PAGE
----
Breaking Slack

Table of Contents

1. Preface

Communication is a tricky problem, because it's hard to make everyone happy. When internet messaging started out, we had lots of choices, due to the existence of standards that allowed multiple servers to talk to each other (XMPP federation) and standards that allowed a single client to talk to multiple servers (IRC). In recent years, we have backtracked away from that model in favor of hundreds of closed protocols, forcing users to install yet another client for every service they use (hangouts, messenger, signal, telegram, groupme, whatsapp, skype, tox, SMS, …). This means that if you love a particular chat app, you simply won't be able to use it everywhere!

1.1. Slack

Slack is a particularly bad example of the above, since it's a tool 'targeted' towards team communication, rather than just direct messages. Usually, a team consists of many more people than the average chat, and that makes the above even more relevant, since the more people you need to connect, the more flexibility you must have to keep the team happy and running smoothly. Slack disallows features that even IRC has had for decades, such as ignoring, blocking, message filtering, and knocking, which makes it a terrible tool for any team that is actually trying to get things done. Unfortunately, I have been forced into using slack in a few places that I 'work' at, which will hopefully no longer be necessary in the long term.

However, Slack goes even further by also being terribly designed under the hood, making it extremely easy to 'break'. While these are 'not security problems', they do cause serious problems to team communication, and are impossible for moderators to fix without slack admins intervening.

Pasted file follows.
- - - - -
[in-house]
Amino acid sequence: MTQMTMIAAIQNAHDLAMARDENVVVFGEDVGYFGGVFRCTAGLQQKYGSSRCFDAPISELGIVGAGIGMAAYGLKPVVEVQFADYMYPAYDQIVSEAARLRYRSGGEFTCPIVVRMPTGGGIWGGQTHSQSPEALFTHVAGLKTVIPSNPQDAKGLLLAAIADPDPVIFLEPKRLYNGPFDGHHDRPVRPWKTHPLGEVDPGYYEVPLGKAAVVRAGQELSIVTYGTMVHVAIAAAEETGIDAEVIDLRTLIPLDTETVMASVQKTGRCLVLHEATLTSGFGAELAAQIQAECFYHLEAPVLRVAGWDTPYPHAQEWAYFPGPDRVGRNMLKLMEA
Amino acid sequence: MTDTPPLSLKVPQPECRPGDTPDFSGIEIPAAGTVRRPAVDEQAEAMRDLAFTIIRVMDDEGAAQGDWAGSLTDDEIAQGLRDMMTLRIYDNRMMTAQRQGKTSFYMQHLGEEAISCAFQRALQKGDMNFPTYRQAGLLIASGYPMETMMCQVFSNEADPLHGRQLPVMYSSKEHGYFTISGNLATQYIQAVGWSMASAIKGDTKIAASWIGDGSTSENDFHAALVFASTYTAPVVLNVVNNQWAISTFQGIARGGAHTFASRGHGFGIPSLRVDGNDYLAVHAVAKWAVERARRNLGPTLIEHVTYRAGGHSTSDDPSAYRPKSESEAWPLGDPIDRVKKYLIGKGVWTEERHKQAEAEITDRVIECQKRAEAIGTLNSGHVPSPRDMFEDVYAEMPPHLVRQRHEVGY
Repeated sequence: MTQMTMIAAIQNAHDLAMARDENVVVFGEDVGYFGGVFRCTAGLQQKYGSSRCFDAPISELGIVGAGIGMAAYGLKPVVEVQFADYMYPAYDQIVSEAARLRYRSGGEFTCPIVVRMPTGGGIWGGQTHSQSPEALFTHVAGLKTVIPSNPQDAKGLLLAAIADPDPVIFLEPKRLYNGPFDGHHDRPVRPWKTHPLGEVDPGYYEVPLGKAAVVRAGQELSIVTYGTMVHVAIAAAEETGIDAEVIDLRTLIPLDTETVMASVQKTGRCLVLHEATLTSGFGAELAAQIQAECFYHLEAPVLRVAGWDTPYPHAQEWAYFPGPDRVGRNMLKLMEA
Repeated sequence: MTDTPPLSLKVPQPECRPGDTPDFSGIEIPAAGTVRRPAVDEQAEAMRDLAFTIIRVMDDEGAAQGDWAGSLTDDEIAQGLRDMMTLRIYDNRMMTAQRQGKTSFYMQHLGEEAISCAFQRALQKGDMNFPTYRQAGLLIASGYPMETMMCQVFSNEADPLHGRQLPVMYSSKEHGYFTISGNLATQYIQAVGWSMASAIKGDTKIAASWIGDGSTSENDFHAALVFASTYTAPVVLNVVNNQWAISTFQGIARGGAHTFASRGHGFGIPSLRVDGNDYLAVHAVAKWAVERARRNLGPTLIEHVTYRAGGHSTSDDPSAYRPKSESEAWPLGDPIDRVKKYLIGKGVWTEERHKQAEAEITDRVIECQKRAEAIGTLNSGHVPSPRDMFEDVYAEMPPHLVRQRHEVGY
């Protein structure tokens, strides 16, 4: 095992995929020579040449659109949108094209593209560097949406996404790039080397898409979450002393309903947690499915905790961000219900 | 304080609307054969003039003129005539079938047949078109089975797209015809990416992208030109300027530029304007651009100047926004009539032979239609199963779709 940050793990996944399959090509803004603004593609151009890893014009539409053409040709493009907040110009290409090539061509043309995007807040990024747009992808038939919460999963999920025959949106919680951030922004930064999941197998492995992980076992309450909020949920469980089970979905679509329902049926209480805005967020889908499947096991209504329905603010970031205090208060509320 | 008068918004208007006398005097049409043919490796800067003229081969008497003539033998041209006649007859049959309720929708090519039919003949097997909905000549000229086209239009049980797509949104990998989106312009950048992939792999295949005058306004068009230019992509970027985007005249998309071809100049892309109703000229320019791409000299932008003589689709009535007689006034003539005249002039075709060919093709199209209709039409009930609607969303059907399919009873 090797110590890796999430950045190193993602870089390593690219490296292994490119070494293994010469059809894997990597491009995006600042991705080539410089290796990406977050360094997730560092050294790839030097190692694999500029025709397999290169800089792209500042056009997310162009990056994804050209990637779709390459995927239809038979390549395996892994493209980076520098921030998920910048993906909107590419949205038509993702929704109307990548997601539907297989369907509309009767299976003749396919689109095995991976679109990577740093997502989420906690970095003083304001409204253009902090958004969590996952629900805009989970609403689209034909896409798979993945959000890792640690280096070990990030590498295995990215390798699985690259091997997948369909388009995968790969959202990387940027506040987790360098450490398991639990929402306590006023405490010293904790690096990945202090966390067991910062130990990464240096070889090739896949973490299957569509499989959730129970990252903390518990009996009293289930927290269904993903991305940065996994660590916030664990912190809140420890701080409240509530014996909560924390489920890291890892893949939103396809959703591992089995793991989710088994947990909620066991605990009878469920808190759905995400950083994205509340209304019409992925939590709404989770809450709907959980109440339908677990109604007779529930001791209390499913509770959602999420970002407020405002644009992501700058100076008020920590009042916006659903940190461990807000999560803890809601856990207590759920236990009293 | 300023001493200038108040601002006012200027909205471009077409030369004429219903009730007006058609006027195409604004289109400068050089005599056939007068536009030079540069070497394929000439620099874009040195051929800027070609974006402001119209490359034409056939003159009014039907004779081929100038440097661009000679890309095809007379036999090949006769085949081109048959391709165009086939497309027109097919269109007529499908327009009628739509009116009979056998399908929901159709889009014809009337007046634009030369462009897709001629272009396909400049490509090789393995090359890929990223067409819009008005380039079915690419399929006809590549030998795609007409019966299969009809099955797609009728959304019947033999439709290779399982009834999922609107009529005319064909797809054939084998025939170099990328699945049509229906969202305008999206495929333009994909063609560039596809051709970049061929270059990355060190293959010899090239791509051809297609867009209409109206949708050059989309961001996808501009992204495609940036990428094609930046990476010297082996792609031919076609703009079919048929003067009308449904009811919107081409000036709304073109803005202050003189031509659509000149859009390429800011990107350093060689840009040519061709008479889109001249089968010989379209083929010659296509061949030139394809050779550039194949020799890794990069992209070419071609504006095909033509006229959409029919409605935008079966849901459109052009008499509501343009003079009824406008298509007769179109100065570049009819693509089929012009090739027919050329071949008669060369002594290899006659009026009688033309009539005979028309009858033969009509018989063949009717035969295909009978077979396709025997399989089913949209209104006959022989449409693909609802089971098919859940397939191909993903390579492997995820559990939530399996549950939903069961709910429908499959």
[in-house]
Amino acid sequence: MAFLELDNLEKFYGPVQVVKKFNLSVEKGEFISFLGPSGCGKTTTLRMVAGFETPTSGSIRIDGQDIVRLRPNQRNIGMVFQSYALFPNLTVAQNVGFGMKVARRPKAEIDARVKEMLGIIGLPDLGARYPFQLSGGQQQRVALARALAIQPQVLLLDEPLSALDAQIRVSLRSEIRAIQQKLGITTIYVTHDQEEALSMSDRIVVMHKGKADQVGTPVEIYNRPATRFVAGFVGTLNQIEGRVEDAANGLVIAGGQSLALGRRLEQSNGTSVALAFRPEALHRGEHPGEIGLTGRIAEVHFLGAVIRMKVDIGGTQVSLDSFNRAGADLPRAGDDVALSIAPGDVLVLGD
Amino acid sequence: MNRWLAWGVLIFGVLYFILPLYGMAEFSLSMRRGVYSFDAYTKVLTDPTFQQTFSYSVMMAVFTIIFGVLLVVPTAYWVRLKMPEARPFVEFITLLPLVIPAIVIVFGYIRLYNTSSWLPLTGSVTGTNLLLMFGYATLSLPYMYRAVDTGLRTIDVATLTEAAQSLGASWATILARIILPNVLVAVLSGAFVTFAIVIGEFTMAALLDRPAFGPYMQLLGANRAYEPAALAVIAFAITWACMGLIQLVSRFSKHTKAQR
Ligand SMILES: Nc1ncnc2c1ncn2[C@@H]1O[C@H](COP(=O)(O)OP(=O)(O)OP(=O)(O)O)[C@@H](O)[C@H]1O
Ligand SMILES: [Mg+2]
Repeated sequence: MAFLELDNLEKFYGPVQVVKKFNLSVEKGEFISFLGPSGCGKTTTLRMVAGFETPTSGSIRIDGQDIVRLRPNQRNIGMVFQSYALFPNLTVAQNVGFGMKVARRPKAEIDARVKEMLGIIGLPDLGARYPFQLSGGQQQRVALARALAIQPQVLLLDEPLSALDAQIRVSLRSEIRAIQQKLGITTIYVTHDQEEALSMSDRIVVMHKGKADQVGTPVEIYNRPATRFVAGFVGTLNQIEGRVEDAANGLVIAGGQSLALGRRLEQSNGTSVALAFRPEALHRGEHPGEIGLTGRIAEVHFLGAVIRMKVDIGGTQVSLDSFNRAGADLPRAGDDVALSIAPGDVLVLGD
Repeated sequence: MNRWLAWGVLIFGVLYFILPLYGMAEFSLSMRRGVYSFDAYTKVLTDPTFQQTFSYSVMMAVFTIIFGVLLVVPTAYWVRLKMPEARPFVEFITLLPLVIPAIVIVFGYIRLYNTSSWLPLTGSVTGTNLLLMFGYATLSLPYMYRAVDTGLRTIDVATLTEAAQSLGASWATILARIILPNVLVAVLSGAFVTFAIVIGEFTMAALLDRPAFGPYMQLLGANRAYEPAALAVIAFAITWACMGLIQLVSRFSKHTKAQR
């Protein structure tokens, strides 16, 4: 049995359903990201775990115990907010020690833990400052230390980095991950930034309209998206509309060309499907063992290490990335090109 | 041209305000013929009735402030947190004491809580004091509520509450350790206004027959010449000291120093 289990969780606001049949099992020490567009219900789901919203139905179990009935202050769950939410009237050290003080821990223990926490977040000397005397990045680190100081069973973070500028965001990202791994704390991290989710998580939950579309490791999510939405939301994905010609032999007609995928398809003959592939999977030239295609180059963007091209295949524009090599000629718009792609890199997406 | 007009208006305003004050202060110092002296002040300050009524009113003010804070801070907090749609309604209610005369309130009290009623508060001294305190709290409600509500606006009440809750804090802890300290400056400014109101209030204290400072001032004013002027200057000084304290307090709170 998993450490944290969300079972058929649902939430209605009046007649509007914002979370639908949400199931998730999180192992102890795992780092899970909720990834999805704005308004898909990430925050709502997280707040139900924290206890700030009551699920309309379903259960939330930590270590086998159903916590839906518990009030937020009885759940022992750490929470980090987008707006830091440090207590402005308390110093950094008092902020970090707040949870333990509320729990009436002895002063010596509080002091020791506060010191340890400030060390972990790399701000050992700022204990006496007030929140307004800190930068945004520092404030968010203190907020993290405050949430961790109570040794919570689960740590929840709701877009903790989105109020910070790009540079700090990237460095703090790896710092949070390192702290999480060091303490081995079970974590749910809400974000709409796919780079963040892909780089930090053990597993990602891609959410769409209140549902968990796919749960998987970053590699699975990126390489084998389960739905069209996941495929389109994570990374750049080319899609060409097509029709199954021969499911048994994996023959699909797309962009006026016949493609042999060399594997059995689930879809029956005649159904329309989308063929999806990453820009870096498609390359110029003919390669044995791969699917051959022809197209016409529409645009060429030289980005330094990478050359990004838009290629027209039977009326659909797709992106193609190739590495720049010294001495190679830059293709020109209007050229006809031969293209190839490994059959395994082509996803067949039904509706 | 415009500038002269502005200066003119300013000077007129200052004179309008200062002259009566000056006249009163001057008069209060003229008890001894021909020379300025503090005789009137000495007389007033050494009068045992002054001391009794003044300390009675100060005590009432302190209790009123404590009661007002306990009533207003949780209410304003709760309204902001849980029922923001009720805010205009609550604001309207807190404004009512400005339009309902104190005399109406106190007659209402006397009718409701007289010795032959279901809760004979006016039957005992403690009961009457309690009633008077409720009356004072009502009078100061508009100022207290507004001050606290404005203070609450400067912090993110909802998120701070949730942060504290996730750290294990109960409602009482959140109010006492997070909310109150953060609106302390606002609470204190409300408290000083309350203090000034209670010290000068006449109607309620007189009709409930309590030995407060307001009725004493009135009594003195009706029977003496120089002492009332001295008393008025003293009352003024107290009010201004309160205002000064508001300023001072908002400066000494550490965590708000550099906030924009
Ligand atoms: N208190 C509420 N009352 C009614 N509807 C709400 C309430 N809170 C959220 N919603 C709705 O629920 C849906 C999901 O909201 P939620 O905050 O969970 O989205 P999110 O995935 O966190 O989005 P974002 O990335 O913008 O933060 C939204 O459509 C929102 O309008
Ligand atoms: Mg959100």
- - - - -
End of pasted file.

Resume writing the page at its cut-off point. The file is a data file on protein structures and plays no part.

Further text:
I do have code for most of these 'exploits', but I will not be linking to them directly to make them 'harder to use'. They are somewhere in my GitLab namespace though. I have not done anything with a TODO on my own, but it shouldn't be too hard.

TL;DR: This is a guide to making your fellow slack user's lives as painful as possible, ideally while staying anonymous.

2. Message Limits

Message limits are the first core problem of slack. Since most slack users use a web client, and don't store any messages locally, 'clearing' the message history causes a bunch of problems.

Slack message limits are shared across dms, mpdms, public channels, and private channels. Slack message limits include both human and bot messages.

2.1. Message Bomb

Slack has very generous throttling rates, even for extended periods of time. It's incredibly easy to make a bot that keeps posting something in a private channel. Since bots and DM's count to the message limit, we can speed this up even more by getting a bot to do half our work!

slackbot.png

We can speed this up even more by exploiting other bot features, which I'll talk about later.

The message limit is 10,000 messages. Assuming we're posting at a very conservative one message per second, that lets us clear the message history in about 3 hours. With slackbot replying to all of our messages as well, that comes down to 1.5 hours. This is crazy for such a slow rate. At higher rates (or with multiple accounts), we can clear the message history in a matter of minutes or seconds, meaning that people won't be able to see any messages if they are more than a couple minutes old.

Deleting messages DOES NOT FREE UP HISTORY, so deleted history is GONE FOREVER. The only way to get a team's messages back is to pay slack support (or have them stored locally).

BONUS: Since we're clearing messages so quickly, DM's or other notifications that show up won't be able to be cleared with default settings in the ui. This means people will be stuck with unread notification markers they won't be able to clear without some extra effort!

3. Slack Namespace

Unlike any other self respecting (modern) chat application, it is impossible to create two channels with the same name. As if this isn't bad enough, this namespace is shared among users, public channels, private channels, and user groups.

It's impossible for moderators to see who's hoarding the channel namespace.

3.1. Channel Hoarding